Epic cycle ride undertaken by unfit, overweight, not middled aged lady

I visited Cambodia, Vietnam and Laos in 2002. One of the things that really struck me about the countries was the indefatigable people, the welcome extended to visitors and the simple joy taken in small pleasures. But, having visited the Museum of the American War in Ho Chi Minh City, seen the 'Danger UXB' signs in Laos and read the good news headline in a paper in Cambodia: ' Deaths from UXBs down to 3 this month. Only 40 maimed.' I was acutely aware of the toll still being taken on the population.

Over the years I have pondered the munitions still there and this year I have finally decided to get off my bottom and do something. So I have, somewhat impetuously and with little regard for my physical fitness, cycling ability or dodgy left knee decided to join the MAG cycle ride from Ho Chi Minh City to Ankor Wat. I will be doing this the first week or so in Feb 2011 and it does involve a couple of days of over 100km in 30 degree heat. Having signed up I have been told that neither a rickshaw nor an electric bikes are options and that doing the distance on my own pedals is expected.

Donation link is further down on the right - I have paid for my own flights and contributed enough to cover living expenses so all money raised from sponsorship will go to MAG.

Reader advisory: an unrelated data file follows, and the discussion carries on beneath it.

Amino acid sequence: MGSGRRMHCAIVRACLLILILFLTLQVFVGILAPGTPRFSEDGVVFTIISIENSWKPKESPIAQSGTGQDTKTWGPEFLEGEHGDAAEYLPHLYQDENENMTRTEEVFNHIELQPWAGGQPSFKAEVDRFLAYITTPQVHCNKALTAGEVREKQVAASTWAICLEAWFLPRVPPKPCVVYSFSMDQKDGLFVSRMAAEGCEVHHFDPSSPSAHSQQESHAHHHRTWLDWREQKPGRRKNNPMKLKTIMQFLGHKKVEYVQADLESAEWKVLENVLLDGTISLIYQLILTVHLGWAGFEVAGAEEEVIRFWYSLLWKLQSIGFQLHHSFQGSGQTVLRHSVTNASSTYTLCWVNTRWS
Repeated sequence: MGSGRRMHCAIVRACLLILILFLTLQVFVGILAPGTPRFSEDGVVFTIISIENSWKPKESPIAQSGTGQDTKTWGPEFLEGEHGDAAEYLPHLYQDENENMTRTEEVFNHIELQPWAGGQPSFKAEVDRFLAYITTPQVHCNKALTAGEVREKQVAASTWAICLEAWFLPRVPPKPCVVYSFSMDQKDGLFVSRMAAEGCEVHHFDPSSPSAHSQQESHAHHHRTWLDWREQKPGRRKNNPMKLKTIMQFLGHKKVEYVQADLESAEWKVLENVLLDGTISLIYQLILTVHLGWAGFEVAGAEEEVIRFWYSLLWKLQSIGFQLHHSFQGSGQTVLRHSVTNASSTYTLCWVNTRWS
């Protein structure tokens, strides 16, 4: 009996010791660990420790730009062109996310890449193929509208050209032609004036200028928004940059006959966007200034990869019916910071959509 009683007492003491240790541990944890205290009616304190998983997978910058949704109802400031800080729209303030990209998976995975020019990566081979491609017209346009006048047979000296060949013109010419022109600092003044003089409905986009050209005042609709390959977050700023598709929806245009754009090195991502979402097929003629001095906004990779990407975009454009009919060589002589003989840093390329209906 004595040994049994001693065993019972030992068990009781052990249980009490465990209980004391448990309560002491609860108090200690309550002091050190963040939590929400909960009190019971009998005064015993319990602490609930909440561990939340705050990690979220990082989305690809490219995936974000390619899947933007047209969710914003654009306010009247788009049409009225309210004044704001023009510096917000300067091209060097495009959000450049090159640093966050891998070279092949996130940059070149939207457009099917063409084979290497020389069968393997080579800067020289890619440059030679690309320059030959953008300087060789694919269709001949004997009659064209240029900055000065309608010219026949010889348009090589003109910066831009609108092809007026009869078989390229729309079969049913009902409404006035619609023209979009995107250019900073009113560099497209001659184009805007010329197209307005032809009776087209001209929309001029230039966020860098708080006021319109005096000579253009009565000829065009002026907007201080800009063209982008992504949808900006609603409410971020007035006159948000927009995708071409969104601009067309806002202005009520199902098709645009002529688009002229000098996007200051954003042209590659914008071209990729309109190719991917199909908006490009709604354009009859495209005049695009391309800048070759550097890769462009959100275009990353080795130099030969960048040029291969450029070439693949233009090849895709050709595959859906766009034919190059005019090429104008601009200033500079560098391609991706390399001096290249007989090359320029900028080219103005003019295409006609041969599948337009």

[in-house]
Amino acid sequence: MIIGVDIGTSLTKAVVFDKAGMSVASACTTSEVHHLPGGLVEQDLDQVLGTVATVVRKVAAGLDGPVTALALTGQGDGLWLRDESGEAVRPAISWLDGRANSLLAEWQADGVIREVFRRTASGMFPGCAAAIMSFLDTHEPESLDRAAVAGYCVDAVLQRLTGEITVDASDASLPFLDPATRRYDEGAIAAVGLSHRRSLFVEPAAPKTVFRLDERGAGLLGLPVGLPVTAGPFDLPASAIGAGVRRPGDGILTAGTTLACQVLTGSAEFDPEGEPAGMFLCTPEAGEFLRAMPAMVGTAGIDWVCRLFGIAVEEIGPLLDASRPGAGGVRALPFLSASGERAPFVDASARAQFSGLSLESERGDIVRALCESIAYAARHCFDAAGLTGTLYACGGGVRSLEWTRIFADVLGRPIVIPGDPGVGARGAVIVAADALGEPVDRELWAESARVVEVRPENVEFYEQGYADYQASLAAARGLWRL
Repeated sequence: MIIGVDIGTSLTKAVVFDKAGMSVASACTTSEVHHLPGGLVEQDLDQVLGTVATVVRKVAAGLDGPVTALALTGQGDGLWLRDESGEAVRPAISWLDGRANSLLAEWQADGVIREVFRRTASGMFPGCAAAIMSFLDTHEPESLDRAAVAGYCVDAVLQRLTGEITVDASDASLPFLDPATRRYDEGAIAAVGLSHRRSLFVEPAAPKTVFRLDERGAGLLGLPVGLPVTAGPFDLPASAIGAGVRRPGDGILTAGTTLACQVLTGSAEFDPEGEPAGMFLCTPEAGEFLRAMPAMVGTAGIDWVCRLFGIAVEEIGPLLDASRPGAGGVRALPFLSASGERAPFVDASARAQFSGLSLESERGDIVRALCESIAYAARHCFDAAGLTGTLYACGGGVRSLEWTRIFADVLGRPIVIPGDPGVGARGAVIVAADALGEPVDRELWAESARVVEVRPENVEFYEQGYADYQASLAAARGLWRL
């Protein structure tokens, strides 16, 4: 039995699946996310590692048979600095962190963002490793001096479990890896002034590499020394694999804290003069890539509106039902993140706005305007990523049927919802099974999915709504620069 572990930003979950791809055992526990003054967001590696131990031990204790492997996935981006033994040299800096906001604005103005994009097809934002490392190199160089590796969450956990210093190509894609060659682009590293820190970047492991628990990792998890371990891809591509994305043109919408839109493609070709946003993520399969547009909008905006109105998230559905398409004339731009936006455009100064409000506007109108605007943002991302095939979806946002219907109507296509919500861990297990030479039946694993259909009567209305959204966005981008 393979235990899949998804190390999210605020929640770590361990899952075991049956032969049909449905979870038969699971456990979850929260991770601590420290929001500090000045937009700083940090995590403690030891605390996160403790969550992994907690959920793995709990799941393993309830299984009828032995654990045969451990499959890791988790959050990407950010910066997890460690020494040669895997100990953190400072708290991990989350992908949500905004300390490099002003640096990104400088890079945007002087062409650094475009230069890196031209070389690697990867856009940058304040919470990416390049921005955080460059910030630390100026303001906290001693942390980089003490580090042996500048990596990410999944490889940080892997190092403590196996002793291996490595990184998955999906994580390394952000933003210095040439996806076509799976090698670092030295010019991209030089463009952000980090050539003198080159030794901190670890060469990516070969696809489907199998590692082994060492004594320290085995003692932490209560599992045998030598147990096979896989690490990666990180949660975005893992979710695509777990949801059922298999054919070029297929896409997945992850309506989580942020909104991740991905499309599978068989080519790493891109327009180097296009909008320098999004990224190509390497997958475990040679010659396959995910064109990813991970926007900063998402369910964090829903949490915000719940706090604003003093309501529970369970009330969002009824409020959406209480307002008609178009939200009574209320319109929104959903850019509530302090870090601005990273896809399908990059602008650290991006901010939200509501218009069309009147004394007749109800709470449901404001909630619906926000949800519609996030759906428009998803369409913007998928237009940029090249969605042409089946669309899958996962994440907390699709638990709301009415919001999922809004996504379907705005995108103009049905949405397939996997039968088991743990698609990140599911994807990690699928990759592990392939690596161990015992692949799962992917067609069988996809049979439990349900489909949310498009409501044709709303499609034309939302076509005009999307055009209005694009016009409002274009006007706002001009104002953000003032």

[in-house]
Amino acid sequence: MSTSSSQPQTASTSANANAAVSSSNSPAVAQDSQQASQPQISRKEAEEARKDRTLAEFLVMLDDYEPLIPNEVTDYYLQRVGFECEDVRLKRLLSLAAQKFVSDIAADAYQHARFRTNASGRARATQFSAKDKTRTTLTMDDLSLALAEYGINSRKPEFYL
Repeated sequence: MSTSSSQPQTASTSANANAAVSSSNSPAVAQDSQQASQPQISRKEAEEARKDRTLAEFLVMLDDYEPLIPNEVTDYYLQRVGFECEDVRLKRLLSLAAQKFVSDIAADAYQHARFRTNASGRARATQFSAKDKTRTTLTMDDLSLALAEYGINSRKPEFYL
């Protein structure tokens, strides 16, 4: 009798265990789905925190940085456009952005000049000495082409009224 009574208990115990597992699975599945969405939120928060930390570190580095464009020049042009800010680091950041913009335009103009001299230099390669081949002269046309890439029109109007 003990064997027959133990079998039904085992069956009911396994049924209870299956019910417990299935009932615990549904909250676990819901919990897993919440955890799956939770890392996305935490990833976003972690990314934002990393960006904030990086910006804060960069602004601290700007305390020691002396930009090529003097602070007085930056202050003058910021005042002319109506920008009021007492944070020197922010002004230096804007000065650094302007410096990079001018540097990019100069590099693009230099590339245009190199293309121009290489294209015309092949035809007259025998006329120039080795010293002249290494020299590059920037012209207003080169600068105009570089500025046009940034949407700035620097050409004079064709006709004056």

This is my blog of my progress to get on the road and when I am there - assuming I will be capable of rational thought after a day of unaccustomed exercise.

Saturday, 5 February 2011

Day 2...... Spicy Girl!

Vietnam... it's a bridge :-)
Apologies to all who were expecting a full day by day blog over the last week or so but had serious internet issues from the second day of the cycle ride onwards. I have decided to supplement the brief accounts posted by long suffering hubby from the frantic text messages between us with a full account which I will post day by over the next week. So, with apologies for the spoilers on the ending, back to Day 2 of the cycle ride.......

Rubber plantation - Vietnam

Caidai temple (after a few drinks :-)  struggling to load photos)
Got up quite early on the second day of the ride feeling reasonable which was a bit of a relief after the massive fail of the day before. This would be our last day in Vietnam so I was determined to enjoy it (and take lots of photos). Due to the heat between 1100 and 1500 we were scheduled to undertake most of the cycling in the morning on 15km legs between breaks with a 10km before lunch then 10km legs after lunch. This was set to be the standard format of every day with a lunch around 1130/12 to around 1300/1400 dependent on the total distance we were to cycle.